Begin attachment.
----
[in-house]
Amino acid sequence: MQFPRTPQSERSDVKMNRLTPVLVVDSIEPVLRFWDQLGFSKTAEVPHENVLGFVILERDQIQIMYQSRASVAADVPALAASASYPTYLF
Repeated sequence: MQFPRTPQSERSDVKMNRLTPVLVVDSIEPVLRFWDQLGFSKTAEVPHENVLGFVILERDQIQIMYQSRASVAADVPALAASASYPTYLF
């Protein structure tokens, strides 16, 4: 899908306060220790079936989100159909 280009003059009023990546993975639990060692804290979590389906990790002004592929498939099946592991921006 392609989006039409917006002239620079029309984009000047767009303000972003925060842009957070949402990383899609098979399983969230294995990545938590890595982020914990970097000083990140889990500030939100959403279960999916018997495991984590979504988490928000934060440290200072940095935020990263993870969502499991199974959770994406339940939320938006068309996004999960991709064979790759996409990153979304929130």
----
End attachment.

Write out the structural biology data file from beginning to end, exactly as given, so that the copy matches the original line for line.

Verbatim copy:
[in-house]
Amino acid sequence: MQFPRTPQSERSDVKMNRLTPVLVVDSIEPVLRFWDQLGFSKTAEVPHENVLGFVILERDQIQIMYQSRASVAADVPALAASASYPTYLF
Repeated sequence: MQFPRTPQSERSDVKMNRLTPVLVVDSIEPVLRFWDQLGFSKTAEVPHENVLGFVILERDQIQIMYQSRASVAADVPALAASASYPTYLF
């Protein structure tokens, strides 16, 4: 899908306060220790079936989100159909 280009003059009023990546993975639990060692804290979590389906990790002004592929498939099946592991921006 392609989006039409917006002239620079029309984009000047767009303000972003925060842009957070949402990383899609098979399983969230294995990545938590890595982020914990970097000083990140889990500030939100959403279960999916018997495991984590979504988490928000934060440290200072940095935020990263993870969502499991199974959770994406339940939320938006068309996004999960991709064979790759996409990153979304929130």